Do you remember the summer of 2012? The months of June and July specifically, when 600,000 people were left without access to their Ulster Bank accounts?
There was nationwide consternation. There was wall-to-wall media coverage. And words like "failure", "collapse of systems" and "unprecedented" populated the narrative around the financial furore.
What followed was a Central Bank fine of up to €5m for the IT failure and Ulster Bank's parent group, the Royal Bank of Scotland, was fined €64m by UK regulators.
In the summer of 2019, news broke of another IT failure, only this time it related to health and not wealth, and women's health specifically.
Another CervicalCheck issue had emerged, where 4,080 women failed to receive their result of a test for HPV (human papillomavirus).
For nearly 900 of them it meant their results were not issued to them, or their GP in many cases. For around 3,200 women, their doctors got the letters, but the women did not.
Delayed access to cash is one thing, delayed access to medical results is a whole other thing entirely. HPV can lead to cervical cancer, and cervical cancer, as we now well know, can be fatal.
Emma Mhich Mhathúna lost her life last October at the age of 37 following a terminal cancer diagnosis after an incorrect smear test result. Vickie Phelan is terminally ill. Ruth Morrissey is terminally ill. And these are just some of the women we know about.
In the handling of this latest CervicalCheck fiasco, the phrase "IT glitch" has been regularly used.
In HSE communication, the latest blunder was described as caused by "IT problems". These were problems "that impacted on how result letters were electronically triggered".
If you are a woman awaiting medical test results from a screening service that has already been beset with a litany of errors, how comforted would you feel by the above statement? How respected would you feel?
For anyone awaiting any kind of test results, would your frustration at a lengthy delay be in any way assuaged by language such as "electronically triggered"?
There was also the language of a "number of women" or a "small number of women". Is 800 or 900 a fair reflection of a "number of women"? Is 52 a fair reflection of a "small number of women"?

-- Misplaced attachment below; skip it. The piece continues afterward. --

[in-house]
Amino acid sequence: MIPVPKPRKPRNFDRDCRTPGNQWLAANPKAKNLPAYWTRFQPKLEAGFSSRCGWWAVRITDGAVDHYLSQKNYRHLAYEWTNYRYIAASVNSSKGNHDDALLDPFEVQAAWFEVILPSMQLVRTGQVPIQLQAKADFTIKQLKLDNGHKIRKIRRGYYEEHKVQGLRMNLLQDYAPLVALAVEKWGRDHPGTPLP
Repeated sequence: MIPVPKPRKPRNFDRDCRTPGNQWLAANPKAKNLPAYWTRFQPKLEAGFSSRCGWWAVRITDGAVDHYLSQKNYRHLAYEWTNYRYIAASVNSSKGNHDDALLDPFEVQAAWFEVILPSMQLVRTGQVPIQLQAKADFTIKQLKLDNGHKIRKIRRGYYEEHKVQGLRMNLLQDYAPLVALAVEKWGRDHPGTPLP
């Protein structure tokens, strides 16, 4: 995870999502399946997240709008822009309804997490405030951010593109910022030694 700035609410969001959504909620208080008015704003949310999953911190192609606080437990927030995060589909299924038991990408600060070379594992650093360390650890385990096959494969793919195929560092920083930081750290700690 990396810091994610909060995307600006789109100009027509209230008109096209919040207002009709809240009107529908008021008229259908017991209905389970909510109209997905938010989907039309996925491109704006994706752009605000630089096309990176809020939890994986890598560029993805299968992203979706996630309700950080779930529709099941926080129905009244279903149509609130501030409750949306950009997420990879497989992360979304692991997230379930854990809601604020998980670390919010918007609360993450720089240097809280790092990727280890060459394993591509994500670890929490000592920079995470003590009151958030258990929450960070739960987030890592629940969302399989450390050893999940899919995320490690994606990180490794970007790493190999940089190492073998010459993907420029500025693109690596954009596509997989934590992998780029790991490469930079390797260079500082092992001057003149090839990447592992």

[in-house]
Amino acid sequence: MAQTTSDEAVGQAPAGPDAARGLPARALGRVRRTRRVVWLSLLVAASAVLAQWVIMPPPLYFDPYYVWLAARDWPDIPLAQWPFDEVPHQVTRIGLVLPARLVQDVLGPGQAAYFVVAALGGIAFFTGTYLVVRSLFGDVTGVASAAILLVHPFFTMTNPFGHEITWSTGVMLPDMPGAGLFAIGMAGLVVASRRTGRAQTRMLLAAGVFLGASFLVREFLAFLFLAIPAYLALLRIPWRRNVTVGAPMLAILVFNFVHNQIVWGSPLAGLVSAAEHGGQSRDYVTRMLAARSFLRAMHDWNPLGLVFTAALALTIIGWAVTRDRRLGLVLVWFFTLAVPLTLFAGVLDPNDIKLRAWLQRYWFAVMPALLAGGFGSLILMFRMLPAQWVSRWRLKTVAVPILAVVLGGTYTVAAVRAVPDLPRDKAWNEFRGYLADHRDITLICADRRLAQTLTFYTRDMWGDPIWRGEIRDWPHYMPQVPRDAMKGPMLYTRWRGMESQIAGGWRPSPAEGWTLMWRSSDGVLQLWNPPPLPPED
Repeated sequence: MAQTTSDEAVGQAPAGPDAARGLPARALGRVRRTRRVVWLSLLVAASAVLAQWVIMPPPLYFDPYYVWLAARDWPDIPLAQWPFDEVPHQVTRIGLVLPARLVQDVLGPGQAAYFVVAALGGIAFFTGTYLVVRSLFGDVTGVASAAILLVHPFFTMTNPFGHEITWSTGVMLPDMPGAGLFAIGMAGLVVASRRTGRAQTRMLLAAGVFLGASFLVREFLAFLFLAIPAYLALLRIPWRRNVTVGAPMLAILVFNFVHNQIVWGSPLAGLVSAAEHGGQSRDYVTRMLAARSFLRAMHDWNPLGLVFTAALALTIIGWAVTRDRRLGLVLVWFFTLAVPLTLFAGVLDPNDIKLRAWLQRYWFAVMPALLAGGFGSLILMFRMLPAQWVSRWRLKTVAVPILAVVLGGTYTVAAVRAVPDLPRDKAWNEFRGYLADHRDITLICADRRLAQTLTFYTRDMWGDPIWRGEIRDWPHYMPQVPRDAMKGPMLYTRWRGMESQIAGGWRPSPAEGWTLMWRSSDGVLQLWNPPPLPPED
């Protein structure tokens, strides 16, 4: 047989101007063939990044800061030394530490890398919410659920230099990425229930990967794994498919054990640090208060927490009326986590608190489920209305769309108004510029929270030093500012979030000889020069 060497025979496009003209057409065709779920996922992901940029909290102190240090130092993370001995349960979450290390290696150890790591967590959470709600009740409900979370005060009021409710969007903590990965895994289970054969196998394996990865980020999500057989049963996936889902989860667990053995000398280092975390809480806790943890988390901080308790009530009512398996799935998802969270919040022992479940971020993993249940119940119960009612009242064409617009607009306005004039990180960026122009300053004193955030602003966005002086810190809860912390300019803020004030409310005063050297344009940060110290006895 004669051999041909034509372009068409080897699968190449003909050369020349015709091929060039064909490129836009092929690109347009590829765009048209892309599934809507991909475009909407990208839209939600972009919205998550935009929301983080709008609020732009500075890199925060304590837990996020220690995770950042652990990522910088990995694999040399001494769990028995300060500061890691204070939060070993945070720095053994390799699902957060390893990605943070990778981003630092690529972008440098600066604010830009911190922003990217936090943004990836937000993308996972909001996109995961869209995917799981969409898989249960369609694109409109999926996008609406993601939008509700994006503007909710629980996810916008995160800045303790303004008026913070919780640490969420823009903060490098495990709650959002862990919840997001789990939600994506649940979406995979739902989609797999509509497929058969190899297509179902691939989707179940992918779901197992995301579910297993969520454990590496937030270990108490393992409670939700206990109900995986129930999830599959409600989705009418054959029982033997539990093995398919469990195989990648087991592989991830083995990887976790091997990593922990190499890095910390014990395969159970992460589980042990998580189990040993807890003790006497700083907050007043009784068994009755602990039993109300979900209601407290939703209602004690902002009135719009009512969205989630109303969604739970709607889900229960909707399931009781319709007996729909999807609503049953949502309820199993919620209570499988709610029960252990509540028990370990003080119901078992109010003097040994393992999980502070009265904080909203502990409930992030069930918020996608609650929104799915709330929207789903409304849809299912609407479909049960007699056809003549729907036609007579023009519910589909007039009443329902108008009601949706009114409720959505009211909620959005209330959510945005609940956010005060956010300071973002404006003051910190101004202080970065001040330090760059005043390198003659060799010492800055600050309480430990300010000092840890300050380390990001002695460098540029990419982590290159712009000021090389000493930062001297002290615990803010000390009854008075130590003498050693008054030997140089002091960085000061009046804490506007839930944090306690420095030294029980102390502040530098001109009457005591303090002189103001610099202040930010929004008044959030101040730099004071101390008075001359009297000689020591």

One potentially endangered life, all because of an "IT glitch" in a US lab, is a more than a serious issue.
Dr Gabriel Scally, in his 2018 report into the CerivalCheck smear scandal, described a stark culture of misogyny and paternalism that left 221 women in the dark on their smear test audits.
“This whole episode of poorly handled open disclosure created enormous psychological difficulties and, in some cases, mental illness amongst women," Dr Scally said, not mincing his words.
He added that most of the maltreatment of patients in our health service seems to involve women.
He went on:
"The point was made that many of the major controversies about maltreatment of patients or denial of reproductive rights in the Irish healthcare system have involved women being damaged."
A whistle-stop stop tour of Irjsh medical history shows the lives of women being put in danger time and time again; from non-consensual symphysiotomies to non-consensual hysterectomies.
There are also the women who travelled after receiving fatal diagnoses for their much-wanted babies to receive care in England.
And we thought this was all consigned to the past, but still it goes on.
Yesterday, at the launch of this latest CervicalCheck, Professor Brian MacCraith - who conducted an independent review into the delayed results -was asked what kind of system we lived in when women had to send in parliamentary questions in order to access their own medical information.
The HSE's plan now is to develop a culture of "putting women first".
Hopefully this new culture will involve women receiving test results in a timely manner and not having to seek media attention or political intervention in order to access their own medical information.